Of course there is the obsessed eastern spirituality that has been evident in everything Harrison has done since and one wonders if it had not been the trendier eastern variety of deities that Harrison’s took to his heart would this have been so well received. My Sweet Lord even it did cost George half a million dollars for being to close to He’s So Fine is an all time great single and in some ways though it has it’s chanted Krishna improvisation it could almost be seen as a prototype for all the modern Christian worship that has brought about it’s very own industry. Simplistic but positively spiritual, the Chiffons never sounded so good. Indeed all his spiritual searching can be cross related to anyone seeking the transcendent.

Beautifully repackaged with 5 additional outtakes including the previously unreleased I Live For You and that reowrked My Sweet Lord (I even find that intriguingly lovely), the remastered sound lifts the instrumentation and brings a fresh sharpness that only increases the brilliance.

If you only buy one post Beatles album then this is the one.


GEORGE HARRISON'S SGT. PEPPER PREACH

George Harrison 1

“We were talking-about the love that's gone so cold and the people,
Who gain the world and lose their soul-
They don't know-they can't see-are you one of them?”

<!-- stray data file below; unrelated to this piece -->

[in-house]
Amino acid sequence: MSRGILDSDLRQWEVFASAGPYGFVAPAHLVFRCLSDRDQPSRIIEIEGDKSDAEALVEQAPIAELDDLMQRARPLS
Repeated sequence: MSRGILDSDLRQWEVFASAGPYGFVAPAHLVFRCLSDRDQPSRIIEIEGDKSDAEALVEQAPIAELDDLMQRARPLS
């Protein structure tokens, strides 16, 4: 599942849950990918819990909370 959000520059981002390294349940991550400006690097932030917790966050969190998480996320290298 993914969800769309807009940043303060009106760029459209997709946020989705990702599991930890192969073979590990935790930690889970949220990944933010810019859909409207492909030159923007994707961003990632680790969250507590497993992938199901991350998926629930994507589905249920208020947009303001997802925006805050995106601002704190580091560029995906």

From Within You, Without You by The Beatles

The spiritual contribution to the Beatles came from their guitarist George Harrison who in the middle of the material opulence of being in the biggest pop band on the planet realised that money, fame and all the hedonism and freedom in the world couldn’t buy you inner peace. Though Harrison would leave the faith of his Catholic upbringing to seek spiritual enlightenment right in the middle of Sgt Pepper’s Lonely Hearts’ Club Band he is quoting Jesus.

It is at a crucial time of invitation to follow him that Jesus tells his disciples that they must deny themselves and take up their cross daily. He then asks what would it profit a man to gain the world and lose his soul. It was prophetic stuff when Jesus said it and prophetic stuff in the middle of the sixties on arguably the most prophetic rock album in history; a whole generation who “had never had it so good” in material terms were pulled up short and made to reconsider their idea of human fulfilment.

Harrison would later get some criticism for the preaching tone of his work and it begins here. The “are you one of them?” was an extraordinary slap in the soul and I think what needs to be remembered is that albums like Sgt Pepper in the sixties were not just lapped up by the fans but the stars themselves were almost conversing with each other in the records they made. Harrison’s question was not just for the wider world but for his rock star community too. Within You, Without You might be the least known song on the album but is certainly the most powerful message at a time when the world was looking for message! 


LORD MAYOR'S PHILIPPINES BREAKFAST; Stocki's Devotions on Resurrection and Suffering

Lord Mayor Philippines

(this morning I was privileged to be asked by Tearfund NI to share a devotional thought at The Lord Mayor's Breakfast that Tearfund in partnership with Trocaire were hosting at the Refresh cafe at Skainos in east Belfast. It launched a day where the Lord Mayor is encouarging the people fo Belfast to support the people of the Philippines and recognising what the Philippino community has given to Belfast down the years. This is a mix of what I planned to say and then eventually did say...)